The journal examines the association between family structure and children"s educational attainment, measured as early school leaving and transition to upper secondary school. The research is done in Sweden, which is a society characterized by a generous and predominantly universal social policy. The respondents started school at age seven and passed through the comprehensive Swedish school system consisting of nine compulsory grades. The data consists of 120,000 cases that were studied for every aspect of a person"s education. The Swedish Commission collected the information on Educational Inequality.
First, the researchers found that children of remarried parents continued at school after the compulsory years less often than did those from other family types. For example, they had an 8% more chance of leaving school and 20% less change of going on to college. These problems are due to both poorer performances in school as measured by lower grade point averages, as well as educational decisions on study programs. Both analyses demonstrated that Swedish children who have experienced family reconstitution show decreased academic proficiencies. The cross-sectional analysis shows that children"s attainment is markedly lower in reconstituted families consisting of two non-married parents than in single parent families. The study consistently reveals educational disadvantages for children from separated and remarried families, as measured by standardized tests, exams/diplomas, grade point average, and years of completed education.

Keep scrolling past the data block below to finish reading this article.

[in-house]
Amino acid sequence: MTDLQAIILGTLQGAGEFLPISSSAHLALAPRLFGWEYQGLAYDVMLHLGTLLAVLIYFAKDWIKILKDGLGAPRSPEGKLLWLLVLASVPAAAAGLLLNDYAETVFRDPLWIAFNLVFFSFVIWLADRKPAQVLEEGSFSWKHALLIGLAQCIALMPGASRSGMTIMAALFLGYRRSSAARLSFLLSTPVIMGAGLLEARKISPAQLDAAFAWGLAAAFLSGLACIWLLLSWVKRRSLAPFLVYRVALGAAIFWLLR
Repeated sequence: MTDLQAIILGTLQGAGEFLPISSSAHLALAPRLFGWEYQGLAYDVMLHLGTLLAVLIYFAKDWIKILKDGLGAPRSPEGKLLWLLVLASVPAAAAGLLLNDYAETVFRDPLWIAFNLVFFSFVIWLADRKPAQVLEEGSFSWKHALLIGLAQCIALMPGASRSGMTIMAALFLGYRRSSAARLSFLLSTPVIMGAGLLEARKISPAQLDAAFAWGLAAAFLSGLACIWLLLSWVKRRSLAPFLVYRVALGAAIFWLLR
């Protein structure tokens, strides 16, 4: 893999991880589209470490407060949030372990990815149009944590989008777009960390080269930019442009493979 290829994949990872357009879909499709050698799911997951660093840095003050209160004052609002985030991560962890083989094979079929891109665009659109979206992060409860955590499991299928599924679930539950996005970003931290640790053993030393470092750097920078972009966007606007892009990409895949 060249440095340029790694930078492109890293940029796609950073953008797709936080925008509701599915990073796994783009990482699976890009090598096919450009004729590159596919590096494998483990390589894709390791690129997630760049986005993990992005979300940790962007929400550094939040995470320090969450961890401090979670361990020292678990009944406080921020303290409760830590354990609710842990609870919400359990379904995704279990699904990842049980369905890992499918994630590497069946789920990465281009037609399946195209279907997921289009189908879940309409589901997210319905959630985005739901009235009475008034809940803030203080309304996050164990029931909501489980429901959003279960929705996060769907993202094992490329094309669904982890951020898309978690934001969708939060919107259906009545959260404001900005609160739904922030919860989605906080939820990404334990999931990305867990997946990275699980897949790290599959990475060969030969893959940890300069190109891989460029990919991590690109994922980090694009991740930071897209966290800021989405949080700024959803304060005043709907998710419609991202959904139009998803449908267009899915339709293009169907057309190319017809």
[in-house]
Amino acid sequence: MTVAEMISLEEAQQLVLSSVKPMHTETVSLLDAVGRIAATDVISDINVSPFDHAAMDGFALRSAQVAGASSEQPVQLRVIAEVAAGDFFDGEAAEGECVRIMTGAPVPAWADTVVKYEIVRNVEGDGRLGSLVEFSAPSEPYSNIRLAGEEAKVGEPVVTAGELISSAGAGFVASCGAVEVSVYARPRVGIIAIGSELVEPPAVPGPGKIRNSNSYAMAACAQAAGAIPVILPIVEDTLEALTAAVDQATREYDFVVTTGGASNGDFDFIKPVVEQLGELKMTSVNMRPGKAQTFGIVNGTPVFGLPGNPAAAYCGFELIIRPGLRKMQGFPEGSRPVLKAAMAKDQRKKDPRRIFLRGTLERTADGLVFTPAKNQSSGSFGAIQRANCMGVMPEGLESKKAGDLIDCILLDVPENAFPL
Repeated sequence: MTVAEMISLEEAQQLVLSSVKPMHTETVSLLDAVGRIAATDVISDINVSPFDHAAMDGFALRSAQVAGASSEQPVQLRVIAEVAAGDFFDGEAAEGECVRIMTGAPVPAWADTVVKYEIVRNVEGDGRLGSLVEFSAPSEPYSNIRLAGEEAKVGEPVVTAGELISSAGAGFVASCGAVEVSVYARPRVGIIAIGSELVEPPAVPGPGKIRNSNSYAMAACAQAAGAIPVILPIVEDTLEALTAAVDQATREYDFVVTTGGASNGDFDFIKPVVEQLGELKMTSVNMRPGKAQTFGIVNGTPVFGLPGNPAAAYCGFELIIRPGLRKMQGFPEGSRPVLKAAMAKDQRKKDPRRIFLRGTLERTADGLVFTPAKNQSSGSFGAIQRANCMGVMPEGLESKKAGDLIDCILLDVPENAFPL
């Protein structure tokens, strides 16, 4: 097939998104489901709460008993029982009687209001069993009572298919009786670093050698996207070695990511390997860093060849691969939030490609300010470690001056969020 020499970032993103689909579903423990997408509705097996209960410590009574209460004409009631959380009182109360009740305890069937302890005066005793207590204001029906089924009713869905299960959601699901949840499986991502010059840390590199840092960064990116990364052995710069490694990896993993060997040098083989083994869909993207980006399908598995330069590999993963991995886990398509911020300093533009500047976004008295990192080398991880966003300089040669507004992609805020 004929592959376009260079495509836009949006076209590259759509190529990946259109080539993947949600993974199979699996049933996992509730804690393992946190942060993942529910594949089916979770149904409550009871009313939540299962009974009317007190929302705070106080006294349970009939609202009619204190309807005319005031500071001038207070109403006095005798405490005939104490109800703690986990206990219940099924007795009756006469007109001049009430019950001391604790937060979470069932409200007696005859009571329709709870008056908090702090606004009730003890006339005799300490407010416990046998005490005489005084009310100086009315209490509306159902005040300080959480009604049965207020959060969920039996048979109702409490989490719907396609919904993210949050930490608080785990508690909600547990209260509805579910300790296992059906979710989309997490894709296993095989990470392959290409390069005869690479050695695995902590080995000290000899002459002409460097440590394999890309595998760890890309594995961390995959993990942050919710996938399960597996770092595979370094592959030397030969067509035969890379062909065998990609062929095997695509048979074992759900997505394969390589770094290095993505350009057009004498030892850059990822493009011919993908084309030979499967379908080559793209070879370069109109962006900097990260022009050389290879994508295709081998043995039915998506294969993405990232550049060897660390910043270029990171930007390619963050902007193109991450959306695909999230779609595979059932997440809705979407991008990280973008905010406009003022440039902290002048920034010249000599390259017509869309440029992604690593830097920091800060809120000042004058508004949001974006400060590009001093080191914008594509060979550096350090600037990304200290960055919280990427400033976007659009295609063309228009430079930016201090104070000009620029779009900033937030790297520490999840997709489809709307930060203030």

The analysis of the four aforementioned studies reveals much about the effects of divorce and remarriage on a child"s education. It is obvious that children react to a major change in their lives with a plethora of powerful emotions. In both the Roizblatt and Forehand articles, divorce was shown to have a negative impact on grades and test scores throughout a child"s career. However, there are numerous reasons explaining these effects including conflicts, stress, economic losses, and adjustments. In both the Jonsson and Jeynes articles, conclusions stated that remarriage adversely affects a child"s education. However, reconstitution of a family may also have its advantages. Again, the child is faced with problems like not trying or not getting along with the new member of the family. Results show that the majority